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An Introduction To The Sage WordPress Starter Theme

WordPress is an awesome and powerful tool. It’s not without reason that more than a third of all websites are powered by it. Unfortunately, its development workflow feels quite outdated and clunky when compared to PHP Laravel and many front-end frameworks. This can be mainly attributed to the core development team striving to never break backwards compatibility. ๐Ÿ™„ Fortunately, a group of talented developers, working under the company name of Roots, have taken it upon themselves to make WordPress development much more modern and streamlined. In this article, I’ll be giving you an introduction to the Sage WordPress starter theme, their most popular project.

I’ll be discussing what Sage has to offer, how to install it and how to read its folder structure.

What Sage offers

If you’re coming from a more traditional web development background, you’ll be familiar with some of the tools Sage offers.

First, Sage is based on Webpack. For those of you who are unaware of what it its: it’s a module blunder. In layman’s terms, it’s a front-end tool that takes your interdependent assets (e.g. JavaScript, images, HTML, CSS, โ€ฆ) and processes it into something usable by the client aka website visitor. ๐Ÿงโ€โ™‚๏ธ This might involve processing Sass, checking JavaScript for errors, optimizing images, etc. But honestly, you rarely ever need to mess with Webpack, so it’s something you may safely ignore for the time being.

Second, it comes preconfigured with Bootstrap, the most popular UI framework, making web design much easier for us grouchy developers. However, if Bootstrap isn’t your jam, you can easily configure it with other frameworks such as Bulma, Foundation, etc. Or for the daring among us, you may not use one at all! ๐Ÿ˜ฑ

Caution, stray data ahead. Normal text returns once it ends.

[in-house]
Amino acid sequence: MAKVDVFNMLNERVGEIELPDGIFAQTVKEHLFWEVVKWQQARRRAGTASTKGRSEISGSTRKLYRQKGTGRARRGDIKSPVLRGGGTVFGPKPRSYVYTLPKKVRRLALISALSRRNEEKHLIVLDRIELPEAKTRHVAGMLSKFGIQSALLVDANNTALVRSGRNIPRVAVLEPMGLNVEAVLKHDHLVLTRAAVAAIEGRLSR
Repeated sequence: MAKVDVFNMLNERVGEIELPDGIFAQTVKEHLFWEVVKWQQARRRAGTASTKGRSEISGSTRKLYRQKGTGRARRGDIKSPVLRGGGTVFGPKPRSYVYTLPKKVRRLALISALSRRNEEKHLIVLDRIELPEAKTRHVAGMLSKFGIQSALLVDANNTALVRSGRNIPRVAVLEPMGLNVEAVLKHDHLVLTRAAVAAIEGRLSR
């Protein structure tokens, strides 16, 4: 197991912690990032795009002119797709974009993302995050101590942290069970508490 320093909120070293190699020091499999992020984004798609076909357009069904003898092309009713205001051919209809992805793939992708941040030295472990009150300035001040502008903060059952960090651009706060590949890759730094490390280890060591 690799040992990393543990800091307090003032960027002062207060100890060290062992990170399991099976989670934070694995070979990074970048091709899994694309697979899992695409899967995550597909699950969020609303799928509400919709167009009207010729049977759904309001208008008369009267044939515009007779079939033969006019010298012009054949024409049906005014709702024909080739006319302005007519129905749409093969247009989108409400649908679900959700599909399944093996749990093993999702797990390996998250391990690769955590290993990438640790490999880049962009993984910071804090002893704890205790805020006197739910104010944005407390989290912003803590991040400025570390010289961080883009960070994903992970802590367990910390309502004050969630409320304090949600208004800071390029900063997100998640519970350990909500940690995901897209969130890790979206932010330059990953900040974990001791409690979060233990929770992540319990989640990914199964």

Spiderman meme that says: Developer uses Bootstrap. You know, I'm something of a designer myself.
You wish… ๐Ÿ˜‰

Last but not least, Sage uses PHP Laravel’s templating engine Blade for DRY (Don’t Repeat Yourself) code. Now, while WordPress does provide DRY templating to a certain extent, I believe Blade’s focus on creating more maintainable projects just make it a better option over its vanilla counterpart.

An example of the templating language can be seen below.


    {!! the_post() !!}


Before you can install the Sage starter theme, you first need to make sure you meet the following dependencies in your development environment:

My preferred WordPress development environment uses Laragon, which comes with all these dependencies installed automatically. ๐Ÿ˜Ž You may take a look at an article I wrote if you’re interested in learning more about it!

Ahem, alright…. moving on. In your terminal, head over to the wp-contentthemes directory of your WordPress site. Then, execute the following command, replacing <your-theme-name> with a name of your choosing.

$ composer create-project roots/sage <your-theme-name>

Following this, Sage will be installed and you’ll be prompted to answer several statements.

Regarding the prompt Path to theme directory (e.g., /wp-content/themes/tutorial) [/app/themes/sage], make sure to enter the path of your new theme, i.e. /wp-content/themes/<your-theme-name>. By default, it will suggest a different path that is used with one of Roots’ other projects, namely Bedrock.

Last but not least, in your new theme folder, run yarn or npm install to install all the dependencies of your theme. Et voilร , the installation is complete! ๐Ÿ’ƒ

Aannndd don’t forget, to run your site, type yarn start or npm run start.

TTY mode is not supported on Windows platform

For my fellow developers who are on Windows like I am, you’ll likely encounter an error during the installation process: TTY mode is not supported on Windows platform. As a result, you won’t be prompted any questions. However, if that’s not the case for you, awesome! One less thing to worry about. ๐Ÿ˜€

Office space meme that says: Windows, if you could not be such a pain in the ass that would be great.
Windows strikes, again!

To solve this problem, cd into your newly generated theme and simply run the following commands one by one:

$ vendorbinsage meta
$ vendorbinsage config
$ vendorbinsage preset

Folder Overview